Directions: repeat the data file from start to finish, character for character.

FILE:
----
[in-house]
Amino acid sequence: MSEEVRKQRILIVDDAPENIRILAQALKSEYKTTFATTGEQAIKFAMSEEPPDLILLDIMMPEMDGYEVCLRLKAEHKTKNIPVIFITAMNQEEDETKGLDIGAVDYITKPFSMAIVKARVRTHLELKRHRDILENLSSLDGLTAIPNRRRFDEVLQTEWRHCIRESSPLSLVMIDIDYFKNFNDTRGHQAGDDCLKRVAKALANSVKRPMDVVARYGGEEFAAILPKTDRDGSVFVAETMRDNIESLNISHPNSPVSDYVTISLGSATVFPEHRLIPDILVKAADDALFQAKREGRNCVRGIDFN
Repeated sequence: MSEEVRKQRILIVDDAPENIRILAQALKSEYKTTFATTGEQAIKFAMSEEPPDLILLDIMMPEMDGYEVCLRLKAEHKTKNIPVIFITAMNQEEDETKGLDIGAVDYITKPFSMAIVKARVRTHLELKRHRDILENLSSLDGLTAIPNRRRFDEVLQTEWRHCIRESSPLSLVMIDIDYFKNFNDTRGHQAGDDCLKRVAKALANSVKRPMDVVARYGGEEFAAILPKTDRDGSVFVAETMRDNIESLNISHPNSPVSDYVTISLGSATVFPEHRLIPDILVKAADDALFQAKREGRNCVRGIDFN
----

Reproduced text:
[in-house]
Amino acid sequence: MSEEVRKQRILIVDDAPENIRILAQALKSEYKTTFATTGEQAIKFAMSEEPPDLILLDIMMPEMDGYEVCLRLKAEHKTKNIPVIFITAMNQEEDETKGLDIGAVDYITKPFSMAIVKARVRTHLELKRHRDILENLSSLDGLTAIPNRRRFDEVLQTEWRHCIRESSPLSLVMIDIDYFKNFNDTRGHQAGDDCLKRVAKALANSVKRPMDVVARYGGEEFAAILPKTDRDGSVFVAETMRDNIESLNISHPNSPVSDYVTISLGSATVFPEHRLIPDILVKAADDALFQAKREGRNCVRGIDFN
Repeated sequence: MSEEVRKQRILIVDDAPENIRILAQALKSEYKTTFATTGEQAIKFAMSEEPPDLILLDIMMPEMDGYEVCLRLKAEHKTKNIPVIFITAMNQEEDETKGLDIGAVDYITKPFSMAIVKARVRTHLELKRHRDILENLSSLDGLTAIPNRRRFDEVLQTEWRHCIRESSPLSLVMIDIDYFKNFNDTRGHQAGDDCLKRVAKALANSVKRPMDVVARYGGEEFAAILPKTDRDGSVFVAETMRDNIESLNISHPNSPVSDYVTISLGSATVFPEHRLIPDILVKAADDALFQAKREGRNCVRGIDFN